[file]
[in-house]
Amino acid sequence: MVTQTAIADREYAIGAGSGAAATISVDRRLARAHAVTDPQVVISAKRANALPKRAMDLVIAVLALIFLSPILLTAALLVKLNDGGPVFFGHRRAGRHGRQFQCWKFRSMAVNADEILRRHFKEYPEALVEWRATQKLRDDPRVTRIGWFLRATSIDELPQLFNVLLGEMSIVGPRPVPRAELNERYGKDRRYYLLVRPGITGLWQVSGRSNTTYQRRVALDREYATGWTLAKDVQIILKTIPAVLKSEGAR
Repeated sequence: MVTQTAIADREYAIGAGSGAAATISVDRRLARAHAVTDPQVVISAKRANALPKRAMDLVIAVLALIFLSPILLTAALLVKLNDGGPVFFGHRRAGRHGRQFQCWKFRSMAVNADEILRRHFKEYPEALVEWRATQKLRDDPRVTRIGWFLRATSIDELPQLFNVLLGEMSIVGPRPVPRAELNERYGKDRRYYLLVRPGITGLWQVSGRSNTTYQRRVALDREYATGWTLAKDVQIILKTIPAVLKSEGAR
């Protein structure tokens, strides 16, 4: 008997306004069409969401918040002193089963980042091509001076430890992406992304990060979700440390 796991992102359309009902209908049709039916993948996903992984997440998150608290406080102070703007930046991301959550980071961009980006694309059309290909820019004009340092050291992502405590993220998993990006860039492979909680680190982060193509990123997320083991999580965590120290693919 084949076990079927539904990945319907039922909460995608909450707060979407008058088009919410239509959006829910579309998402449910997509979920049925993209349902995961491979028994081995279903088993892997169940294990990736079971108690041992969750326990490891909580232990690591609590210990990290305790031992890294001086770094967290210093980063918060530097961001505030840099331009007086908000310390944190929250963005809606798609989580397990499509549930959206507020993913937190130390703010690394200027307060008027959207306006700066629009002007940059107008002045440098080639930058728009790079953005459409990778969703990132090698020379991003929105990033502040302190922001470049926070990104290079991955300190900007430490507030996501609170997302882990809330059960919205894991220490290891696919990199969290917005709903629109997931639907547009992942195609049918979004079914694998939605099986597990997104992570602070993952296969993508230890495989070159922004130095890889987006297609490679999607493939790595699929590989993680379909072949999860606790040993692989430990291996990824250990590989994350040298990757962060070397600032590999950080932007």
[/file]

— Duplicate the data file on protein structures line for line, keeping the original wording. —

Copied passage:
[in-house]
Amino acid sequence: MVTQTAIADREYAIGAGSGAAATISVDRRLARAHAVTDPQVVISAKRANALPKRAMDLVIAVLALIFLSPILLTAALLVKLNDGGPVFFGHRRAGRHGRQFQCWKFRSMAVNADEILRRHFKEYPEALVEWRATQKLRDDPRVTRIGWFLRATSIDELPQLFNVLLGEMSIVGPRPVPRAELNERYGKDRRYYLLVRPGITGLWQVSGRSNTTYQRRVALDREYATGWTLAKDVQIILKTIPAVLKSEGAR
Repeated sequence: MVTQTAIADREYAIGAGSGAAATISVDRRLARAHAVTDPQVVISAKRANALPKRAMDLVIAVLALIFLSPILLTAALLVKLNDGGPVFFGHRRAGRHGRQFQCWKFRSMAVNADEILRRHFKEYPEALVEWRATQKLRDDPRVTRIGWFLRATSIDELPQLFNVLLGEMSIVGPRPVPRAELNERYGKDRRYYLLVRPGITGLWQVSGRSNTTYQRRVALDREYATGWTLAKDVQIILKTIPAVLKSEGAR
């Protein structure tokens, strides 16, 4: 008997306004069409969401918040002193089963980042091509001076430890992406992304990060979700440390 796991992102359309009902209908049709039916993948996903992984997440998150608290406080102070703007930046991301959550980071961009980006694309059309290909820019004009340092050291992502405590993220998993990006860039492979909680680190982060193509990123997320083991999580965590120290693919 084949076990079927539904990945319907039922909460995608909450707060979407008058088009919410239509959006829910579309998402449910997509979920049925993209349902995961491979028994081995279903088993892997169940294990990736079971108690041992969750326990490891909580232990690591609590210990990290305790031992890294001086770094967290210093980063918060530097961001505030840099331009007086908000310390944190929250963005809606798609989580397990499509549930959206507020993913937190130390703010690394200027307060008027959207306006700066629009002007940059107008002045440098080639930058728009790079953005459409990778969703990132090698020379991003929105990033502040302190922001470049926070990104290079991955300190900007430490507030996501609170997302882990809330059960919205894991220490290891696919990199969290917005709903629109997931639907547009992942195609049918979004079914694998939605099986597990997104992570602070993952296969993508230890495989070159922004130095890889987006297609490679999607493939790595699929590989993680379909072949999860606790040993692989430990291996990824250990590989994350040298990757962060070397600032590999950080932007």